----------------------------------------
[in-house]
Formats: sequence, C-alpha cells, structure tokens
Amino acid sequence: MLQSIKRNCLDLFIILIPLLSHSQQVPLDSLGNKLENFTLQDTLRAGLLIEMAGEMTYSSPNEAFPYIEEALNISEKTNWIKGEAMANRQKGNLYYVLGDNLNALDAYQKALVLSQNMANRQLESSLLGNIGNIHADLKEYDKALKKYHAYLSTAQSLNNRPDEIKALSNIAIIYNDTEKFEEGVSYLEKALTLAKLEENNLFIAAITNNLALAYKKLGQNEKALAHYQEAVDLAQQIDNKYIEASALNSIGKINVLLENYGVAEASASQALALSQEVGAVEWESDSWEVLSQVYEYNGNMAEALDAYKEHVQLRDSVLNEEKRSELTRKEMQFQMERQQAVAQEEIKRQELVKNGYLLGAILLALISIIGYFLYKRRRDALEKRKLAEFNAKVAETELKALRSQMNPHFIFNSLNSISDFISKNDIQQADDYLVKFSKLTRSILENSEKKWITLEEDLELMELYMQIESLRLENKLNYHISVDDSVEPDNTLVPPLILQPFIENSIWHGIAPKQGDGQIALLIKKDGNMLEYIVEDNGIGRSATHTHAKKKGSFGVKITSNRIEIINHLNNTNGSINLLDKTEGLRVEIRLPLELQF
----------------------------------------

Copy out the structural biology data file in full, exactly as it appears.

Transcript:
[in-house]
Formats: sequence, C-alpha cells, structure tokens
Amino acid sequence: MLQSIKRNCLDLFIILIPLLSHSQQVPLDSLGNKLENFTLQDTLRAGLLIEMAGEMTYSSPNEAFPYIEEALNISEKTNWIKGEAMANRQKGNLYYVLGDNLNALDAYQKALVLSQNMANRQLESSLLGNIGNIHADLKEYDKALKKYHAYLSTAQSLNNRPDEIKALSNIAIIYNDTEKFEEGVSYLEKALTLAKLEENNLFIAAITNNLALAYKKLGQNEKALAHYQEAVDLAQQIDNKYIEASALNSIGKINVLLENYGVAEASASQALALSQEVGAVEWESDSWEVLSQVYEYNGNMAEALDAYKEHVQLRDSVLNEEKRSELTRKEMQFQMERQQAVAQEEIKRQELVKNGYLLGAILLALISIIGYFLYKRRRDALEKRKLAEFNAKVAETELKALRSQMNPHFIFNSLNSISDFISKNDIQQADDYLVKFSKLTRSILENSEKKWITLEEDLELMELYMQIESLRLENKLNYHISVDDSVEPDNTLVPPLILQPFIENSIWHGIAPKQGDGQIALLIKKDGNMLEYIVEDNGIGRSATHTHAKKKGSFGVKITSNRIEIINHLNNTNGSINLLDKTEGLRVEIRLPLELQF